Although the exhibition inevitably focuses on the first half of the 20th century, it asks contemporary questions about what it is to be modern, a tension that continues to the present day in Asia. Starting off with the established understanding of Modernism, it steps back and explores the social and political changes in Europe from the period before the Second World War, as expressed in art. Then the curators consider the turbulent period in Southeast Asia after the war, when much of the region’s Modernist art truly flourished, and place it in a global context.
One of the main challenges for curators was how to put European and Southeast Asian Modernisms together in a way that avoided superficial formal comparisons, Horikawa says. “Some artists might have work that looks similar, but it might have |a very different meaning or respond to a very different need, depending on the artist’s situation. On the other hand, artists might be working through the same issues or problems but reaching very different visual results.”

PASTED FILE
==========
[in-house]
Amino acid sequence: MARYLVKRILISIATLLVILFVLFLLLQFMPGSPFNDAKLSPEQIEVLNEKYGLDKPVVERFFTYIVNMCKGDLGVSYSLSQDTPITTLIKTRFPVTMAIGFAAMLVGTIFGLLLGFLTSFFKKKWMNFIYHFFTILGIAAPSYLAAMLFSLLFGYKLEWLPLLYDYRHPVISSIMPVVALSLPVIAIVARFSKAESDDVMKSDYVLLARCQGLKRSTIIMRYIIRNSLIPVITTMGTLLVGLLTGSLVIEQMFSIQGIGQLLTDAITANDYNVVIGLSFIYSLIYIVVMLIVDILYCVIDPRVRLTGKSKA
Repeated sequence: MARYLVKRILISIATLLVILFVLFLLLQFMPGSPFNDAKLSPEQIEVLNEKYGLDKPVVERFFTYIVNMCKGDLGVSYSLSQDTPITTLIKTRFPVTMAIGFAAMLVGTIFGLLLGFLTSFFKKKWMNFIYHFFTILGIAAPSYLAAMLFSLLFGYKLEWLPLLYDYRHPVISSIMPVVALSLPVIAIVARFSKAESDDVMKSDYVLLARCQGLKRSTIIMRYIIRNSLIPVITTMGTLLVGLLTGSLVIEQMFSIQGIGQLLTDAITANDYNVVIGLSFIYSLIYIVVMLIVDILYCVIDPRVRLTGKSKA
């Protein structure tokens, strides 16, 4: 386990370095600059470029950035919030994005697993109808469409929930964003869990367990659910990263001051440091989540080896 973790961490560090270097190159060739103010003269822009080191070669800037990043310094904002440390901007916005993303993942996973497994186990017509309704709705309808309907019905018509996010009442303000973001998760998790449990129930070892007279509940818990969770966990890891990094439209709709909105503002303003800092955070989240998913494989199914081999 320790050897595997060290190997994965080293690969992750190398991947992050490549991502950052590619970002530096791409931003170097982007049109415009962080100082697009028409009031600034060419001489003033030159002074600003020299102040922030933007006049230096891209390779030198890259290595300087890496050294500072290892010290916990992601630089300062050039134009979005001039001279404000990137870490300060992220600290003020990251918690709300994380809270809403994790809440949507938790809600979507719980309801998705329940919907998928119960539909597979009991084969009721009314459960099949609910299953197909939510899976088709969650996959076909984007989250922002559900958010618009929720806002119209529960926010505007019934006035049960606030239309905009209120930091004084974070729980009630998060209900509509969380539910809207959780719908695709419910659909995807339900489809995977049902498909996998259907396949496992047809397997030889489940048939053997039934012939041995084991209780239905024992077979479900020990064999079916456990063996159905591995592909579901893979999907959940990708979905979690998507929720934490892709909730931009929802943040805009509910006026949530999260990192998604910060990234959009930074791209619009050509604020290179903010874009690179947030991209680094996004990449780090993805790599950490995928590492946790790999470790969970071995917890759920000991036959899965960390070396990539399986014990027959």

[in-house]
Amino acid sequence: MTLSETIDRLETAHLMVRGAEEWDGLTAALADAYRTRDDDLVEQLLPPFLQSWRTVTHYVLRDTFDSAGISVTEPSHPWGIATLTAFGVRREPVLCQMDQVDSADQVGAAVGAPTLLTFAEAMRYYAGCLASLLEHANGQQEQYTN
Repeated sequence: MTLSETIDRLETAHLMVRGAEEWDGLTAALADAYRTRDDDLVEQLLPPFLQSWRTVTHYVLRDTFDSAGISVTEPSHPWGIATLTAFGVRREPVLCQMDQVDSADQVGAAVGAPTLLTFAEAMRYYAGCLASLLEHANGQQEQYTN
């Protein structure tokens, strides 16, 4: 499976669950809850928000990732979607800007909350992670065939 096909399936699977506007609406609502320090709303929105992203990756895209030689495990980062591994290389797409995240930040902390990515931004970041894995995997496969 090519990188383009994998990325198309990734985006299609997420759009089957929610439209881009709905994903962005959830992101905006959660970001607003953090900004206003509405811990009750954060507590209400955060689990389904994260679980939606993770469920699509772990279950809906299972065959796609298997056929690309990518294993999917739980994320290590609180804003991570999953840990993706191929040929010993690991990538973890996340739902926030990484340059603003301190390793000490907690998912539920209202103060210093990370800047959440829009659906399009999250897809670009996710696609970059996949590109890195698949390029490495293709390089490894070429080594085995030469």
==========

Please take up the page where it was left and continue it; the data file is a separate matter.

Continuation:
The curators chose to focus on individual artists rather than organising the show thematically or chronologically. For instance, they chose six of Wassily Kandinsky’s works from the Pompidou to trace his movement towards abstraction via his encounters with folk art to illustrate the Russian painter’s artistic journey. Horikawa says: “The exhibition is artist-centric: as far as possible, each artist is represented by small bodies of work, so that it is possible for the viewer to better appreciate the concerns that they were working through. It is built up by connecting artists’ bodies of work to one another in a network-like structure.”